• Carol Wong

Design Thinking for Exponentials

I am harnessing the power of combining Design Thinking with Exponential Organizations (ExO) to think exponentially in exploring all possibilities.

First, let us begin with understanding the implications of exponential technologies. Today we are in the world of digitalization and digitization of IR 4.0. In the future, we will be in the world of IR 5.0 where human intelligence works in harmony with cognitive computing power enabling mass personalization. It means what we used to think impossible is now made possible by leveraging exponential technologies. For example, making libraries accessible to underserved communities by delivering books to them using drones.

Therefore, design thinking for exponentials will require you to shift your mindset from linear thinking to exponential thinking. Begin to understand the implications of exponential technologies on your business and organization. Digitize and disrupt yourself before someone else disrupts your business.

The following are the key steps that you can consider in designing for exponentials:

1. Define your massive transformative purpose (MTP)

You can begin by Defining Your Purpose and Your Emotional Needs. What do you hope to achieve for yourself personally and for your organization? What are the massive problems that you are trying to solve? Who are the people (inside and outside your organization) that you are trying to impact? Who are the people (not related to you personally) that you are trying to change? How many lives are you going to change? What drives your passion for excellence?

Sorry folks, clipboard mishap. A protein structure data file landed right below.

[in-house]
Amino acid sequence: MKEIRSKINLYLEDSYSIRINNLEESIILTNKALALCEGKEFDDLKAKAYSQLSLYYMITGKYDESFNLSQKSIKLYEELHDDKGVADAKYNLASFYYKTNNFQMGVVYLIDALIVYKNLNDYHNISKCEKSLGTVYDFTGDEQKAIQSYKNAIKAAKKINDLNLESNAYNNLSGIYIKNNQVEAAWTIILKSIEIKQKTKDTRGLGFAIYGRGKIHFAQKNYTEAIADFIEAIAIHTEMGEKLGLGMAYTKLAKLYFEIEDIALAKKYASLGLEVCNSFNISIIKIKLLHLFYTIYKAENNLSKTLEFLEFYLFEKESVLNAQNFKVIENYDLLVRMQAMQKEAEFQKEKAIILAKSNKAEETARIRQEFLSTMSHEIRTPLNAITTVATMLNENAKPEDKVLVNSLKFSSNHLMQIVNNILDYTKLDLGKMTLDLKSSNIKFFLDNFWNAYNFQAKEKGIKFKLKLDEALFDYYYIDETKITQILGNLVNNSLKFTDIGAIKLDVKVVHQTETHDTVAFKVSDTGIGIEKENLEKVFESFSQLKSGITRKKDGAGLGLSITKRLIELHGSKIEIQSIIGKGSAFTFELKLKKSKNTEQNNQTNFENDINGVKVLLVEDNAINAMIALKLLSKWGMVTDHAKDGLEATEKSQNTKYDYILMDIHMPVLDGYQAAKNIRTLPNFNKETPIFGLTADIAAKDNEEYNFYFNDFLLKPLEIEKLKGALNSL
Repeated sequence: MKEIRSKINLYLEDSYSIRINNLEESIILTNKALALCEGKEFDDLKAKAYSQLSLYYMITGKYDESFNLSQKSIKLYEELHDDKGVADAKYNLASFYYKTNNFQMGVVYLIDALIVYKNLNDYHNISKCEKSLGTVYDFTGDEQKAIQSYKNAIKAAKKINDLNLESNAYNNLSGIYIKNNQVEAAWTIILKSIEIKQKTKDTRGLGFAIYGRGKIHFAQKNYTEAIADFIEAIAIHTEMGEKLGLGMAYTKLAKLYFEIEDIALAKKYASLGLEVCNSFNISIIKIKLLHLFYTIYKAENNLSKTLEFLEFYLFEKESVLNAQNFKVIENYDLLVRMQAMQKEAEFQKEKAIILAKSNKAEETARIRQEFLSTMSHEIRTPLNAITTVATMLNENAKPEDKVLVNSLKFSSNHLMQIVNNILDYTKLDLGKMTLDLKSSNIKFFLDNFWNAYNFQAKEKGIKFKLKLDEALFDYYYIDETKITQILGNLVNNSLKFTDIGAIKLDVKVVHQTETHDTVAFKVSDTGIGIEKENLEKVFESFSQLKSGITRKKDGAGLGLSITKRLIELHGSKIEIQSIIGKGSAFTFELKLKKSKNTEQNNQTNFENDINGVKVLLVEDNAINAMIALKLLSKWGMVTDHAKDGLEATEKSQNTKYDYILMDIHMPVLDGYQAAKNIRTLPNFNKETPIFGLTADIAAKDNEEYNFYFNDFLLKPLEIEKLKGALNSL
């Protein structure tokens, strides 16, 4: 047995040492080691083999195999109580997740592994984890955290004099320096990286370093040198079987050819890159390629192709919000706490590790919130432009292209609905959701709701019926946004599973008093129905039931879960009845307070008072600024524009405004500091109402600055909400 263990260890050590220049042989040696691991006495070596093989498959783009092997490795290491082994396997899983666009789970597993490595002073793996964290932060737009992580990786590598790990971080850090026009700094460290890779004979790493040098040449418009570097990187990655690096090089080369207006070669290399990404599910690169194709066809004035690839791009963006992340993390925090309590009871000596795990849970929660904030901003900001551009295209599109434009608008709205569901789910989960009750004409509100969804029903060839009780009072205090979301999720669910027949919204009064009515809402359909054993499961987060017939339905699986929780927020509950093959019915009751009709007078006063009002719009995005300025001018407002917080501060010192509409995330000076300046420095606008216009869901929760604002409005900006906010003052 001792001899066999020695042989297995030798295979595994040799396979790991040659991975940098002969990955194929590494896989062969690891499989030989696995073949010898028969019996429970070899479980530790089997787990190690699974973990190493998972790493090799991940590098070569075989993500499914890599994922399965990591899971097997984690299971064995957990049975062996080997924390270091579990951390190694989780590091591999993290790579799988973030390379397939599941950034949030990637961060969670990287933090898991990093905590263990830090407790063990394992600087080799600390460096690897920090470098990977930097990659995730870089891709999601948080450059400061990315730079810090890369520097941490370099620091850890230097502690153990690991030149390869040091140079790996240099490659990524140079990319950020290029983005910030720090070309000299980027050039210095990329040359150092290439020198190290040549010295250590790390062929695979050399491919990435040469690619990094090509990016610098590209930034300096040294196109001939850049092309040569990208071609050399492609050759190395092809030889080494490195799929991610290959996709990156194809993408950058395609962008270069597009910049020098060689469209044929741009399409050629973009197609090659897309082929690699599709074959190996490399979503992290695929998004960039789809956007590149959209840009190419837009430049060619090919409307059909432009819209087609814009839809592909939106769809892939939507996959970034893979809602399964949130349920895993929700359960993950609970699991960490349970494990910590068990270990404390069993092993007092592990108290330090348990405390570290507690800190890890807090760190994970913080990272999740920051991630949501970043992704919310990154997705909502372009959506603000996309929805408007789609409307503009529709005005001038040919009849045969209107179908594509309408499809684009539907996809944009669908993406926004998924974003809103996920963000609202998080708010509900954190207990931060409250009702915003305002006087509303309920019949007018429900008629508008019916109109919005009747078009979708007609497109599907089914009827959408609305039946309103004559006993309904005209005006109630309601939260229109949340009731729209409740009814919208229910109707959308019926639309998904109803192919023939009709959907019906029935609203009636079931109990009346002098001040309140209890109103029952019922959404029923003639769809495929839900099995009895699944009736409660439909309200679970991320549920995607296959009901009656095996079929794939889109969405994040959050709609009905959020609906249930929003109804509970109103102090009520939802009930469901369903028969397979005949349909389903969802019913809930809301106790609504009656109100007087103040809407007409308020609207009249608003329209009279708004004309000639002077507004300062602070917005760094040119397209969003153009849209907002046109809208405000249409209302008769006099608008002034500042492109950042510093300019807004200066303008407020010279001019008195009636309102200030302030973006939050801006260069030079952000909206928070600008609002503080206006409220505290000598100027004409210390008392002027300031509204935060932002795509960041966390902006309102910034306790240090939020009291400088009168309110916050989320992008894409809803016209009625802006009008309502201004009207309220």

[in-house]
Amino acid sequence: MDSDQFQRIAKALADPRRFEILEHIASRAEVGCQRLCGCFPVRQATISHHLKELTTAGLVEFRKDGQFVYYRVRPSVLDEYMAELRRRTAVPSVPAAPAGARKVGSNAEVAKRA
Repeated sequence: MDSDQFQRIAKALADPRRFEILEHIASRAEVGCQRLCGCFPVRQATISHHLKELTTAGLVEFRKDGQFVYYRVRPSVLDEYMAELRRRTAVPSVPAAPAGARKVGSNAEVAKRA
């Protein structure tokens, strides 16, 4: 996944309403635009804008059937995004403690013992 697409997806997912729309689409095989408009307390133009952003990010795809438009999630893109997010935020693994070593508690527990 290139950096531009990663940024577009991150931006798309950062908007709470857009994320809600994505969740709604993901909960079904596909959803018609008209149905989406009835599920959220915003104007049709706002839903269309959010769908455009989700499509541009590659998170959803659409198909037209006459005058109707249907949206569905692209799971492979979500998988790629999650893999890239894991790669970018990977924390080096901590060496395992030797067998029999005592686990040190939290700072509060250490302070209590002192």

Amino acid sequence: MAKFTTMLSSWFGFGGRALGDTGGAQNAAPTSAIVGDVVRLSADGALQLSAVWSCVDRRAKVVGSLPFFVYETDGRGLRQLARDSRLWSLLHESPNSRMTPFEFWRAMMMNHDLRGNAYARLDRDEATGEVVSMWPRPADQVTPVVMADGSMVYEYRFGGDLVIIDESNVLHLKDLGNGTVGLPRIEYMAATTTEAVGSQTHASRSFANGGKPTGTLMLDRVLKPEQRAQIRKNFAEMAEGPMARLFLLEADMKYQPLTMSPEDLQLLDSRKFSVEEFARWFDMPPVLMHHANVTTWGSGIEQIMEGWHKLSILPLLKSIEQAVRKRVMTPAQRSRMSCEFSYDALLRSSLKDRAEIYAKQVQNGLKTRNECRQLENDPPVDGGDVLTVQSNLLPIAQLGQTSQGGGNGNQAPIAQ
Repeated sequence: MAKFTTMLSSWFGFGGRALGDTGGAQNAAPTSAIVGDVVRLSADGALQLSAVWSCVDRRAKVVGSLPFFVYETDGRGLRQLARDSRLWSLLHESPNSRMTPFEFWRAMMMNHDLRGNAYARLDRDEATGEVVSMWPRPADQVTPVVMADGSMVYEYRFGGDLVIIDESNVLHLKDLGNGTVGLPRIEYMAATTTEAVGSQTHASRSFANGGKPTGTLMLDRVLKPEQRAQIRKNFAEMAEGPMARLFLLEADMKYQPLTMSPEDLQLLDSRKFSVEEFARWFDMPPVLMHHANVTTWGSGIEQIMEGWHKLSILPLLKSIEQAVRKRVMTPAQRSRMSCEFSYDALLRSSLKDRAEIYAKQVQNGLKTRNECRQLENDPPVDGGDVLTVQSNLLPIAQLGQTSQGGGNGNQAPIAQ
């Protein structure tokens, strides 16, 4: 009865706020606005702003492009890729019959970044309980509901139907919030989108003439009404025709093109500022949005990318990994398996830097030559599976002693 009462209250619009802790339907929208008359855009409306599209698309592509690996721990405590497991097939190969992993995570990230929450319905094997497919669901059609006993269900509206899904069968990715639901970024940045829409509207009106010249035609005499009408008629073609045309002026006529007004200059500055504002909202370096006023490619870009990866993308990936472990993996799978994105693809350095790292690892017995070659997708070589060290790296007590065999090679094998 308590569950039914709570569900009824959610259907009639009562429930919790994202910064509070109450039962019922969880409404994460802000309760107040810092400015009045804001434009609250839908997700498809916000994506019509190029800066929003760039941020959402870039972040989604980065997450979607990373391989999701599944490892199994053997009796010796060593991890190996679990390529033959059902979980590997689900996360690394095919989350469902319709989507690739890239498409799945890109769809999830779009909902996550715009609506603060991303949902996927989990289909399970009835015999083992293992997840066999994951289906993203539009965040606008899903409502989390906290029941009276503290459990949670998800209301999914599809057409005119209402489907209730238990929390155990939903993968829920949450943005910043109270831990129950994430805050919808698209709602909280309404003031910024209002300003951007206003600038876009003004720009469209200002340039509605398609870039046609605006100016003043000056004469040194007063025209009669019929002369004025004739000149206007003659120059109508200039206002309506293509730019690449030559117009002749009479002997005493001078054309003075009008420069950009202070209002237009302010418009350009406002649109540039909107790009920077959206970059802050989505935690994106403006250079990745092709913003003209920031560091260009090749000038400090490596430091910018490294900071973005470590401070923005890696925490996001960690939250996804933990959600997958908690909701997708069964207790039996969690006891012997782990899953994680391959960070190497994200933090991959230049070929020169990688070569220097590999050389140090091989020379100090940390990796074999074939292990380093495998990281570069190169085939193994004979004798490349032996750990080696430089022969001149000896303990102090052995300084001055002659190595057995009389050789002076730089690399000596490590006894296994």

2. Reframe your problem statement

This step is for you to gain a deep empathetic understanding of the problems or pain points so that you can better synthesize your initial understanding of the problem. There are three ways of gaining empathy: 1. Observing people and their behaviors in the context of their lives. 2. Immersing yourself to learn the experience. 3. Engaging with the person for you to gain deep insights. You can also take this opportunity to assess the magnitude of the problem and to reframe the problem into your initial point-of-view.

3. Generate and select your idea for experimentation

You can launch into ideation by breaking your point-of-view into short questions using "How Might We?" (HMW) questions. HMW questions enable the seeding of a range of solution possibilities that you can take action. As you generate ideas, exponential thinking is needed so that you can explore ideas that leverage exponential technologies using ExO attributes to access and manage abundance for scalability.

4. Experiment with your idea

Solution ideas look good unless they fit the problem. How do you know if there is a problem-solution fit or not? After ideation, you can conduct rapid experimentation to validate or invalidate the problem-solution fit. You can plan for your experiment by first identifying your solution assumption for validation or invalidation. The solution assumption is determined based on your initial point-of-view or hypothesis. The experimentation is to evaluate the solution assumption. I recommend building a rough prototype of your solution idea so that testers can experience, touch, and feel. You can observe and engage with your testers to obtain feedback on your prototype and to validate or invalidate your solution assumption.

5. Iterate and implement your idea

Based on the learnings and insights gathered from the experimentation, you can iterate your problem-solution fit and continue to experiment until your idea becomes a workable solution. You can continue to develop your conceptual solution using the Lean Startup methodology that uses Business Model Canvas, Customer Development, and Agile Processes. Throughout the process of developing the product-market fit, you will continue to be guided by your MTP and ExO model for exponential growth.

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